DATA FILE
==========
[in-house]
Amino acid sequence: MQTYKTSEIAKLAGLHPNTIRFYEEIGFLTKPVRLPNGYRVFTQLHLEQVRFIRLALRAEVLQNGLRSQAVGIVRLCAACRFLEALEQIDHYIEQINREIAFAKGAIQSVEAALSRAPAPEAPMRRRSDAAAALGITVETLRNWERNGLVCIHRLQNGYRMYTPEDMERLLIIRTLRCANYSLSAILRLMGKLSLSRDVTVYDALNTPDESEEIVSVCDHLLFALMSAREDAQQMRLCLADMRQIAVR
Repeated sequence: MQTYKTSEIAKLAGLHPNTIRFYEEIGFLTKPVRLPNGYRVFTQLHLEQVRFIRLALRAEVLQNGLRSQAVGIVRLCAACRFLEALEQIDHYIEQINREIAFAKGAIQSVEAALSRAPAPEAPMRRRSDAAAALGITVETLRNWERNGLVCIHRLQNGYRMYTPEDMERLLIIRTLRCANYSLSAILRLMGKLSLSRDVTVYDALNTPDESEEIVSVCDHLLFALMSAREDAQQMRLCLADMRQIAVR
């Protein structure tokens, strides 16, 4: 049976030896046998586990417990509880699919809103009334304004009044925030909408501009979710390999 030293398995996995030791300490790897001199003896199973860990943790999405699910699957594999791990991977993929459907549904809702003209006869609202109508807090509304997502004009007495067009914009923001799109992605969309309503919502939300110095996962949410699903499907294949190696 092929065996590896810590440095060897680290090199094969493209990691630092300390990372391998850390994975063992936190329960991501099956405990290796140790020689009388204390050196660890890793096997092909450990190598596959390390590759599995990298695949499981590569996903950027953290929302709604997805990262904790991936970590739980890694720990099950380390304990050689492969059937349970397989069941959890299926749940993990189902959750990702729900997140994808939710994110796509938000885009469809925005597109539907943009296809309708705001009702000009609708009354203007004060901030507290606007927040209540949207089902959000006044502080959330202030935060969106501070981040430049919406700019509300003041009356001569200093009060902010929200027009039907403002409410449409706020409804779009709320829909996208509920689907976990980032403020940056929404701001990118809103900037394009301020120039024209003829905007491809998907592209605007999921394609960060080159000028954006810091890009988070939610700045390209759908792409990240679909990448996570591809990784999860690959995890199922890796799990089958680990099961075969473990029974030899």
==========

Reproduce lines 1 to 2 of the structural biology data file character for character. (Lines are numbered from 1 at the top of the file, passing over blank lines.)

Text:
[in-house]
Amino acid sequence: MQTYKTSEIAKLAGLHPNTIRFYEEIGFLTKPVRLPNGYRVFTQLHLEQVRFIRLALRAEVLQNGLRSQAVGIVRLCAACRFLEALEQIDHYIEQINREIAFAKGAIQSVEAALSRAPAPEAPMRRRSDAAAALGITVETLRNWERNGLVCIHRLQNGYRMYTPEDMERLLIIRTLRCANYSLSAILRLMGKLSLSRDVTVYDALNTPDESEEIVSVCDHLLFALMSAREDAQQMRLCLADMRQIAVR